India has slipped to its worst ranking of 108 in gender gap rankings, and experts say improvements are needed across the board – from political representation to healthcare.

New Delhi: The sharp fall in India’s position on the World Economic Forum’s Global Gender Gap Index this year is not a sudden development. Experts said it was a reflection of years of sliding indicators across sectors but this was not reflected in the past as all data points were not available to present a complete picture.

In the latest index, released this week, India slipped to 108th out of 144 countries, 21 positions down on its 2016 rank, and its worst-ever mark since the rankings were first compiled in 2006. The two parameters India ranks most poorly on are ‘economic opportunity’ and ‘health and survival’.

Also read: Gender gap widening: India slips 21 spots to 108th on World Economic Forum’s index

Political empowerment

Countries ahead of India in the 2017 rankings — like Malaysia, Indonesia, Cambodia, Maldives, and Swaziland — have leapt forward owing to their progress in political empowerment and better representation of women. Swaziland, in particular, shines through with progress towards gender parity reflected by a female head of state, and improvements in ‘economic participation and opportunity’.

But India is yet to pass its women’s reservation bill, and needs to improve political representation, despite its decent rank of 20th in the world. After all, Rwanda has darted into the top five in the index with the highest share of female parliamentarians in the world.

Labour force participation and education

According to Ravinder Kaur, professor of sociology at the Indian Institute of Technology, Delhi, female labour force participation was already showing a falling trend between the last two National Sample Survey rounds, and has just reflected in the report this year.

“Various reasons for this have been speculated upon – decline in employment per se; less expansion in opportunities for women; more women spending longer in education, hence not found in the workplace during that time period; many women withdrawn from work when the household prospers – among some classes/castes, it is a sign of status and honour if women do not work outside,” Kaur said.

There exists a deep-rooted cultural issue, where educated women tend to perform “concentrated cultivation” of children – grooming them for competitive exams and careers – by staying at home, even though they could enter the working world, she said. Many women were not allowed to work because “status-appropriate” work was not available.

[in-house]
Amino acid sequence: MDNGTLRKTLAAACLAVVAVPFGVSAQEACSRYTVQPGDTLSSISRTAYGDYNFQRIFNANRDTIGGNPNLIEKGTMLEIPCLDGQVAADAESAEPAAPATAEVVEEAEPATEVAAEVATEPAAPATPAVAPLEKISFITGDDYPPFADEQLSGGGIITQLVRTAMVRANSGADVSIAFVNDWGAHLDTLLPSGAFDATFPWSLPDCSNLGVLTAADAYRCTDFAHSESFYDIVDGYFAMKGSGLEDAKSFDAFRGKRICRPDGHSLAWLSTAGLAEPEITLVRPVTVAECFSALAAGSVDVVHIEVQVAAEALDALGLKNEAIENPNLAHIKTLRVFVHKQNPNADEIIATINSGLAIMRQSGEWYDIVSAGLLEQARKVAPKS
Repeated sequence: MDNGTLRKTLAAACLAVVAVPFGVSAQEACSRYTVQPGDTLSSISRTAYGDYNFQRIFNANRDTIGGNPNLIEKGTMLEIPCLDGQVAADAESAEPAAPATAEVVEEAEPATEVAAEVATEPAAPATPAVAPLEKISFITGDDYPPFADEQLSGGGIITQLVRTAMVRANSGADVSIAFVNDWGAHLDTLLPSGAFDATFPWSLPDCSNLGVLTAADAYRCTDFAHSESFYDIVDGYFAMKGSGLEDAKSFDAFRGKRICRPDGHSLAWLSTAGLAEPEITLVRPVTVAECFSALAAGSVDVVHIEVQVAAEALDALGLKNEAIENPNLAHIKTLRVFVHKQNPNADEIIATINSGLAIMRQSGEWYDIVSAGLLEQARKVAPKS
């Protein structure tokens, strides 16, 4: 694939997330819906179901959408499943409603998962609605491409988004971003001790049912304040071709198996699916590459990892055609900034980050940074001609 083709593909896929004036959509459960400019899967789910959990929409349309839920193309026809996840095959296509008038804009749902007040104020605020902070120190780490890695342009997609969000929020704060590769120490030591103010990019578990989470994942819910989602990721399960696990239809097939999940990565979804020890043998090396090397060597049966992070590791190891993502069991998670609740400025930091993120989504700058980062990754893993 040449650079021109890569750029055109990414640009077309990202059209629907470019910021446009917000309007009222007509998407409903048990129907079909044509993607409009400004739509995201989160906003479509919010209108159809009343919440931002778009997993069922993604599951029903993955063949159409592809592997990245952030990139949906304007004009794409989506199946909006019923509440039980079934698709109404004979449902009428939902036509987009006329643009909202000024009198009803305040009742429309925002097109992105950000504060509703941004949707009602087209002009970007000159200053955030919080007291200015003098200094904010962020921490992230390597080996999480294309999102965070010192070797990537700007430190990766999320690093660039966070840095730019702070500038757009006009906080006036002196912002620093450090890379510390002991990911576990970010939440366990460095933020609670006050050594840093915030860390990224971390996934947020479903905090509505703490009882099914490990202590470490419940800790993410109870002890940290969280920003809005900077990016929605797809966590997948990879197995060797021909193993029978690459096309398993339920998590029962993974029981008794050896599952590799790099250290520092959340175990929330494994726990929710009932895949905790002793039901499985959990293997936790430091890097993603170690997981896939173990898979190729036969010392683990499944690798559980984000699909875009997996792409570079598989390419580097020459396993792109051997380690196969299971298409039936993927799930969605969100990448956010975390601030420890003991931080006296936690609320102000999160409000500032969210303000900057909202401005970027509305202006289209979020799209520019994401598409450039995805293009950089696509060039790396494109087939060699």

Although India has successfully closed its gender gap in primary as well as secondary education, women still continue to have disparate access to higher education.

According to government data, the dropout rate for girls at the primary level is less than boys; however, more girls drop out at thesecondary level than boys. A UNESCO study shows that 81 per cent girls attend primary school all the way, but the number dwindles to 49 per cent as they reach secondary school.

Healthcare a major worry

It is not just the inaccessibility to education, but the inaccessibility to proper healthcare that deters women from contributing to the economy. With an extremely skewed sex ratio at birth, India has landed at the fourth-lowest rank on the global index.

“Studies of health-seeking behaviour generally show that males get preference; ideal types and stereotypes of males as sole breadwinners encourage preference being given to their health and the culture of son-preference in many parts of the country. In general, too, healthcare provision in the country is poor,” said Kaur.

Ashwini Deshpande, professor at the Delhi School of Economics, added: “Even if the participation in paid work increases but the health of women does not increase in steps, life expectancy does not change, basic health indicators do not improve, and other countries’ rankings change, there wouldn’t be an improvement in India’s own ranking.”

What is the solution?

Prof. Deshpande said there’s no quick-fix solution to the rankings. “The point is, there is no magic bullet. If we think that we can fix one problem and that is going to take care of the rankings, that’s not going to happen,” she said.

India can probably take a leaf out of neighbour Bangladesh’s book. Bangladesh remains one of the top-ranking countries in the South Asian region (47th overall), having closed 67 per cent of its overall gender gap.

According to the report, Bangladesh has climbed up several spots this year due to its efforts in improving economic opportunities for women, gender parity for various managerial, technical, and legislative positions, as well as increasing equality in wages of both genders for similar work.

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